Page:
I finally got back on the horse and headed for the slopes last weekend...and then again this weekend. Once you start, there is just no stopping. It turns out my old friend/new love, Alan, who had never skied Blacktail (and never let on that he was a skier), looked like a slalom racer blazing down the hill. The first time I saw him in action, all I could think was, "Yikes".

So, yesterday, I did buy myself the promised helmet. My ski outfit is almost complete with only the poles to go. I went without last year, just because, skiing without poles felt very free. My skiing went to hell but it was worth it with less equipment to wrap around the lift chair or catch under my ski. Noting this deterioration of my skiing ability, and having a ski buddy that looked like a pro, I rented poles and took a lesson last week. Voila! Was I ever doing it wrong.

When I headed down the first run yesterday, I worked on my 'homework' of practicing hands out front ("like you're holding a tray") and shifting my weight from the uphill to downhill ski before the turn and keeping my weight forward. It was feeling pretty good after awhile. I didn't biff all day which is a personal record I will probably never beat. Usually, you can recognize me by the amount of snow I'm wearing. Skiing with Robert and Maddie, Terry and Dave and their grandson, Shawn Michael, or waving to them going by on the lift, is just a great way to be with friends.
photo of Flathead Lake and the Mission Mountains by Janice Myers

A bus full of school kids arrived from Browning and they were having a blast chewing up the slopes on boards and skis, some of the younger ones getting lessons on the bunny hill. I thought about what a trip that was for them across the highline, up through the passes and down along the park. They must have left in the dark. That is the obsession for you...to go through anything to get to the ski hill. The bus driver looked as though he was getting a much needed rest to make the drive back, probably also in the dark.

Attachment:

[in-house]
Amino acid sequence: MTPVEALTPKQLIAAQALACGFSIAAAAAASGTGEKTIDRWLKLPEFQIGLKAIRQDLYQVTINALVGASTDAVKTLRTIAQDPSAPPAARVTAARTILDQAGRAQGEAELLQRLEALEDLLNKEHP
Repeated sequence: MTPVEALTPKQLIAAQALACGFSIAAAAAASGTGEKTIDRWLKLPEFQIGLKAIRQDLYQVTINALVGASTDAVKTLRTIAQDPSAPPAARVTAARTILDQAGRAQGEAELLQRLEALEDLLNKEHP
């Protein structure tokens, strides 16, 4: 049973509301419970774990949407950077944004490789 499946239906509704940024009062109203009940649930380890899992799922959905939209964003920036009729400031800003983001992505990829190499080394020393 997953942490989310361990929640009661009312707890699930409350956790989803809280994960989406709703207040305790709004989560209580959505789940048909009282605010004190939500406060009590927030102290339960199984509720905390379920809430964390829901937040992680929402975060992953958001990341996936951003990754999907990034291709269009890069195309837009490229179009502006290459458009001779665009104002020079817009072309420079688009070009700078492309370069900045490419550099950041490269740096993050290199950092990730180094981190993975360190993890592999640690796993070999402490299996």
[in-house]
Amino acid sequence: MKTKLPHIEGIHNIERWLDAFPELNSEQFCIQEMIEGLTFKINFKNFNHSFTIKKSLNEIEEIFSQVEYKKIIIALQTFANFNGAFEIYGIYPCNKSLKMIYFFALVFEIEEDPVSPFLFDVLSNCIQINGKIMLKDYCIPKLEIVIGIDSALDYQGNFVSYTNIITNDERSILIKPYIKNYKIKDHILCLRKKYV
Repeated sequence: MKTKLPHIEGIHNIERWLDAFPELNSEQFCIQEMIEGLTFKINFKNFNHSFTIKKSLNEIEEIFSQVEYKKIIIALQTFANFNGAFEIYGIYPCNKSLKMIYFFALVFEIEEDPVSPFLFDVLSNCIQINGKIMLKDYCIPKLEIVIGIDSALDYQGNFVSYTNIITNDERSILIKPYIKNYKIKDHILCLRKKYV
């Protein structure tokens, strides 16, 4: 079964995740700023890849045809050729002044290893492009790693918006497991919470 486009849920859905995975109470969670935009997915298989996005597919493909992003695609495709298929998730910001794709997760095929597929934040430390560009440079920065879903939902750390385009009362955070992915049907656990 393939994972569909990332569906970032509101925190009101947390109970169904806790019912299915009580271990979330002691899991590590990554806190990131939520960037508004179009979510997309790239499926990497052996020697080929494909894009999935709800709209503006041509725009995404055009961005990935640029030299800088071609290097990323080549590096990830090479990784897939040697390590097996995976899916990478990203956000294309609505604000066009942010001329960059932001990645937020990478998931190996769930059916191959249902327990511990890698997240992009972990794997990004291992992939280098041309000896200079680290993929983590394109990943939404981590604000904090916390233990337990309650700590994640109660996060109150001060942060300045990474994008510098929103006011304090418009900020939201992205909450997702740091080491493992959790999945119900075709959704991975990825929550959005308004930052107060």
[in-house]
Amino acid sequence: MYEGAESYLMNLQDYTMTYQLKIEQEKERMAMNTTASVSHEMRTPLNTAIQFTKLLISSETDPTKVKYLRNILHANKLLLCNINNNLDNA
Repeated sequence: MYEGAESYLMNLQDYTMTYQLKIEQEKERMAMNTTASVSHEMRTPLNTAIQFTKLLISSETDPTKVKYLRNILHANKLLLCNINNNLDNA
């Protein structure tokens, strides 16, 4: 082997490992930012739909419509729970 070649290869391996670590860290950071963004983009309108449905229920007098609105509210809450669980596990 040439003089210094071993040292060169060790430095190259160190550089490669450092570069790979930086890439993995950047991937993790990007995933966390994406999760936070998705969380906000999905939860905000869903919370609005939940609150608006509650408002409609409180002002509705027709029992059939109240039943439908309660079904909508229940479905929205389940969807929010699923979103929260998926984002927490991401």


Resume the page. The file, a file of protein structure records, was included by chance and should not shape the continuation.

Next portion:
That 14 inches of new powder up there drew us like flies to honey. And sunshine. Nothing beats a place like that in the sun. The valley was shrouded in damp, soupy overcast when we left Polson. Talk about mega depressing. Driving up Blacktail Road was like ascending into heaven, with the hush of whiteness, pine boughs bowed under the load, and a dazzling panorama of non-stop mountain ranges in the distance.
cell phone photo by Al 2/28/09
Up there in the clean, blue air it was hard to imagine a single problem in the world.
Can't you tell by our happy little faces!

Tuesday, February 17, 2009

The Mother of All Vampires

When I started this blog a few years back, all I was interested in was schlupping around the margins of town, the alleys and byways that snake around largely unnoticed in our little berg. But then I noticed how that physical alley grazing was mostly an excuse to roam around my mind at the same time. So today is my day to mentally graze. Amazing what shows up!

So this morning, having recently embarked on a new and